Marine Life

 The Otago Peninsula is renowned internationally for its abundance of incredible sub-Antarctic wildlife.  Sir David Bellamy, once commented “in my opinion, the Otago Peninsula is the finest example of eco-tourism in the world” Seals and Sea Lions come ashore to lie on the rocks of the Otago Peninsula.  At Taiaroa Head, the Royal Albatross has established its only land-based breeding colony in the world. 


Galleries

  • gallery icon-22

    Fish and Mammals

  • gallery icon-22

    Invertebrates

  • list-23

    List


  Fish and Mammals | Invertebrates 

Yellow-foot paua  

Yellow-foot paua

Haliotis australias

 

Queen paua

 

Invertebrate

The yellow-foot paua has a smaller and more elevated shell compared to the more common black-foot paua. It's shell is reddish to yellowish brown, the animal is black but it's tentacles and underside of the foot are yellow. It can be found on rocky reefs and wave exposed coasts usually in depth ranges between 1-5m. This paua is fished recreationally, and although quota is allocated for the species, it is not commercially harvested extensively. In the shallows of Aramoana especially in the first 1-2m the small yellow-foot paua are easily located.

Adults can grow up to 100mm in length.

Yellow encrusting sponge  

Yellow Encrusting Sponge

Darwinella oxeata

 

Invertebrate

This sponge is endemic to New Zealand, it forms thin encrusting mats on rocky surfaces. It is bright yellow, soft and compressible to touch. It's commonly seen encrusting the boulders and wrecks of the Aramoana.

It can grow up to 20cm in diameter, and 3cm in thickness.

White-striped anemone  

White-Striped Anemone

Anthothoe albocincta

Invertebrate

The white-striped anemone is the most common anemone encountered in shallow water. It's column is orange to brown and striped with white, Its disc is flat, bright orange and surrounded by it's white tentacles. It can defend it's self by shooting stinging cells from small openings in its column. Some boulders at the entance of the harbour provide area for great numbers of white-striped anemones.

Height and diameter can both be as large as 20mm.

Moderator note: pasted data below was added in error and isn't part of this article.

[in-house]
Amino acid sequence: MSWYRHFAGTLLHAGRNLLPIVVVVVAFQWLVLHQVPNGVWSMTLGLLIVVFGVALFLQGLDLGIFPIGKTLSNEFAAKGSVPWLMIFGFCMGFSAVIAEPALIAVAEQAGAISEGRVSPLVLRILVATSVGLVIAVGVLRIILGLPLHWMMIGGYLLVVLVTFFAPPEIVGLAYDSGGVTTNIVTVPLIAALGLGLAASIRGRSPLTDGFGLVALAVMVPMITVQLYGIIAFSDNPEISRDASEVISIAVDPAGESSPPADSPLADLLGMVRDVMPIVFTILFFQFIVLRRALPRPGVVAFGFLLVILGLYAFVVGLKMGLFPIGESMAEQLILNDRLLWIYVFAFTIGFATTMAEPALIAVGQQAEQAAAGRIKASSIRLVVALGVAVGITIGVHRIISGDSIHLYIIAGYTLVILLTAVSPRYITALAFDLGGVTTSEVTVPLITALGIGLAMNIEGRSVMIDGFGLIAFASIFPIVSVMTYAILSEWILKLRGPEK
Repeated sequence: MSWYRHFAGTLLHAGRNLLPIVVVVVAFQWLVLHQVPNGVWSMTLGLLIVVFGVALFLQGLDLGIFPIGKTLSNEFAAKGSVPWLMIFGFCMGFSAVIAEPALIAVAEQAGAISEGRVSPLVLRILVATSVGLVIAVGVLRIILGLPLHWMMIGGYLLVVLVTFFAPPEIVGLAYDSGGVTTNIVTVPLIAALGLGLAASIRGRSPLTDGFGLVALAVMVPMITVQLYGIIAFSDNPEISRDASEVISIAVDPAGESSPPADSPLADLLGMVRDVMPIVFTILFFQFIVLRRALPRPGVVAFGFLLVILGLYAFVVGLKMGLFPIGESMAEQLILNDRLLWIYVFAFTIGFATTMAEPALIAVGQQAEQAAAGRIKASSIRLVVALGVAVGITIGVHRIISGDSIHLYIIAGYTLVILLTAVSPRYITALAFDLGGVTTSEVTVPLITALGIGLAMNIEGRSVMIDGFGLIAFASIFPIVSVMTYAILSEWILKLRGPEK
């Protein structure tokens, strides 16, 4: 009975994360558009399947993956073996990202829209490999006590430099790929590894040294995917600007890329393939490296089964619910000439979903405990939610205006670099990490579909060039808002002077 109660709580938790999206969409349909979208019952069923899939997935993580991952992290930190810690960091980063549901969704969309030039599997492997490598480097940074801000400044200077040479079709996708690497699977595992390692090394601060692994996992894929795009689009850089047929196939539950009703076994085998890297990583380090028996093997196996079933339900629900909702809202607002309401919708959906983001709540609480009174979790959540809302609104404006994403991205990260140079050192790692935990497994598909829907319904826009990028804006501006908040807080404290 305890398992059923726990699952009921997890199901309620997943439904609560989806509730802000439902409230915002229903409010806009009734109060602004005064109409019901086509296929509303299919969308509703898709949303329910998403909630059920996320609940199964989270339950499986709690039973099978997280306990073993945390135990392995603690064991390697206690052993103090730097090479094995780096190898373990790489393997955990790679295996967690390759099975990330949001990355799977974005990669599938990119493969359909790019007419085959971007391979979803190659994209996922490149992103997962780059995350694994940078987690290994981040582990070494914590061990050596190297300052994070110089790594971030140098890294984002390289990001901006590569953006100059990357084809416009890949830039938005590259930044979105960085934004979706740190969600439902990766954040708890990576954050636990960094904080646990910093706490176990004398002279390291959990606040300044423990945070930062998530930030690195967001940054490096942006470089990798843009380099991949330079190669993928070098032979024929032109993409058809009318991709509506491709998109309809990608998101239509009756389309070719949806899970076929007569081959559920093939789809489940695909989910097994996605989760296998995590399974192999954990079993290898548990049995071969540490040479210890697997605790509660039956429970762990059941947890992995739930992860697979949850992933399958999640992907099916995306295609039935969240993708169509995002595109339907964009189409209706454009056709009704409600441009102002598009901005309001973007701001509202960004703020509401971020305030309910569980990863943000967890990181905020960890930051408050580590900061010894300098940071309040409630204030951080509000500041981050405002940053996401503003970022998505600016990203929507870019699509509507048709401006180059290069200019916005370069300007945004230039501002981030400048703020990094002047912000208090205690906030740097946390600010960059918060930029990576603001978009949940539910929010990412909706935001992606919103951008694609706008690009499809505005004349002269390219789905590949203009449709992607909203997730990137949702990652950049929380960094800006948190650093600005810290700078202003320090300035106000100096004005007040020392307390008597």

Wellington nudibranch  

Wellington nudibranch

Doris wellingtonensis

 

Invertebrate

The wellington nudibranch is the largest nudibranch found in New Zealand. It is covered in round pustules, and is stiff and slimy to touch. It ranges in colour from yellow green to pale purple. Unlike other nudibranchs it's gills cannot be retracted. It lays large spawn masses that look like thin yellow roses. Wellington nudibranchs are very commonly found at the entrance area of the Oatgo harbour.

May grow up to 30cm, but a length of 10cm is more common for adults.

Waratah anemone  

Waratah anemone

Actinia tenebrosa

 

Beadlet anemone, or Blood anemone

 

Invertebrate

It is found in relatively high water in the intertidal zone. It's commonly found completely out of the water with its tentacles retracted waiting for the return of the tide. It is also commonly found in eastern and southern Australia where it's named after it's likeness to the common waratah flower. Wellers rock itself is oftten covered by waratah anemones in between the tidal variation.

Grows up to 30-40mm tall, and 40mm in Diameter.

Wandering anemone  

Wandering Anemone

Phlyctenactis tubrculosa

 

Invertebrate

The wandering anemone is not permanently attached by its base, it frequently crawls and drifts in the current from one spot to another. They vary in colour from yellow to orange and brown but locally are most commonly a light purple. By day they are found in small balls which look like a gathering of baked beans, and by night their sticky tentacles emerge. More frequently found on sheltered to moderately exposed coats and subtidal reefs in amongst seaweeds. The Karitane areas has a good population of wandering anemones and are easily found.

They may grow up to 20cm in length.

Variable nudibranch  

Variable nudibranch

Aphelodoris luctuosa

 

Invertebrate

The variable nudibranch comes in many colour formations, most commonly locally they are a smooth pale white, and can be found with brown staining along its back. They are commonly seen in around the Otago harbour entrance.

They may grow up to 80mm in length.

Triton nudibranch  

Triton Nudibranch

Tritonia incerta

 

Invertebrate

The triton nudibranch is easily identified by its large orange body with small tufts of gills along its back ridges. It is rare amongst our dive sites and has only been found a handful of times at Aramoana and Harrington point.

It may grow up to and extended length of 13cm.

Triangle crab  

Triangle Crab

Eurynolambrus australis

 

Invertebrate

It is named after its triangle-shaped shell which is bright red, however they are often covered in other marine growth. It feeds by scavenging the sea floor. Night dives are the best time to look for triangle crabs as this is when they appear to feed, but they still may be seen during the day.

Commonly seen with its carapace up to 8cm in diameter.

Three-and-three seastar  

Three and Three Seastar

Allostichaster insignis

 

Invertebrate

The three-and-three seastar is a small sea star its colour ranges with different shades of orange. It has six arms, three of which maybe smaller than the other three. This is due to its reproduction being asexual, it divides in two and each half grows a new half. Three-and-three seastars can be found around the Oatgo harbour entrance.

Commonly seen up to 8cm in diameter.